A ride attendant outside explained in English he said was terrible and was not that we would have to wait outside the building as another group was in there. We were glad to. We went up to try to wait there and went past the queue's location and he corrected us. We could deal with that. We were apologetic about following the directions wrong. Finally a group gathered, and the previous group set out, and we were allowed inside. It was a cute little amusement park-grade office, with Ghostbusters merchandise and Stay Puft marshmallow man figures and Ghostbuster overalls and such. Then we were let into another room with mocked up ghost-busting gear. And a ride operator started to explain what was going on: we had no idea.

The attendant who'd apologized for his perfectly good English gave us the brief briefing: there were two groups. Inside the arena you shoot the other; if you're shot, all that happens is your laser won't shoot for a couple seconds. There'd be a Ghost, someone dressed all in black, ``and that's bad''. And we got it all together; the premise of the attraction was we were Cadet Ghostbusters and the objective was to see who was best at zapping stuff on short order and we'd go around the dark maze and see what could happen. Oh yeah, and it was laser tag.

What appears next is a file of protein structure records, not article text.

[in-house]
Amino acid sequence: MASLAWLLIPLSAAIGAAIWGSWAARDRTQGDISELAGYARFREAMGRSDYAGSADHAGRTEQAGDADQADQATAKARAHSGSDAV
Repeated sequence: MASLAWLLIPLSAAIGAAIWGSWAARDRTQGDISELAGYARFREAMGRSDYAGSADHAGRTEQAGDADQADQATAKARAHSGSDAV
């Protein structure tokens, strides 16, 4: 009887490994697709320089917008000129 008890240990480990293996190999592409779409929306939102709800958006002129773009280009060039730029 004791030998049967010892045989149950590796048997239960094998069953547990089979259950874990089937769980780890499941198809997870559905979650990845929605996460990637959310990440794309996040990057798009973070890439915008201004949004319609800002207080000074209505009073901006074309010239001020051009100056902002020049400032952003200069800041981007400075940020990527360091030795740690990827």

We'd never done laser tag before, figuring, we're not the sort of nimble, fleet-footed people who'd have a chance of not getting tagged out right away. But with tag just disabling your ability to shoot for a couple seconds? All right, that's better. And thrust into the maze, really, that was rather fun. We had a good ten minutes or whatnot of running around. I did my best to move stealthily until that was too hard on my knees and I just tried to stand while being obstructed by something. Doesn't matter; I kept getting zapped a lot. I did spot the Ghost wandering around. bunny_hugger started out enjoying it, and got to having more and more fun. In the final seconds she got deeply into things, and managed a desperate charge against someone from the other team, the two firing at each other's chests over and over and over and over.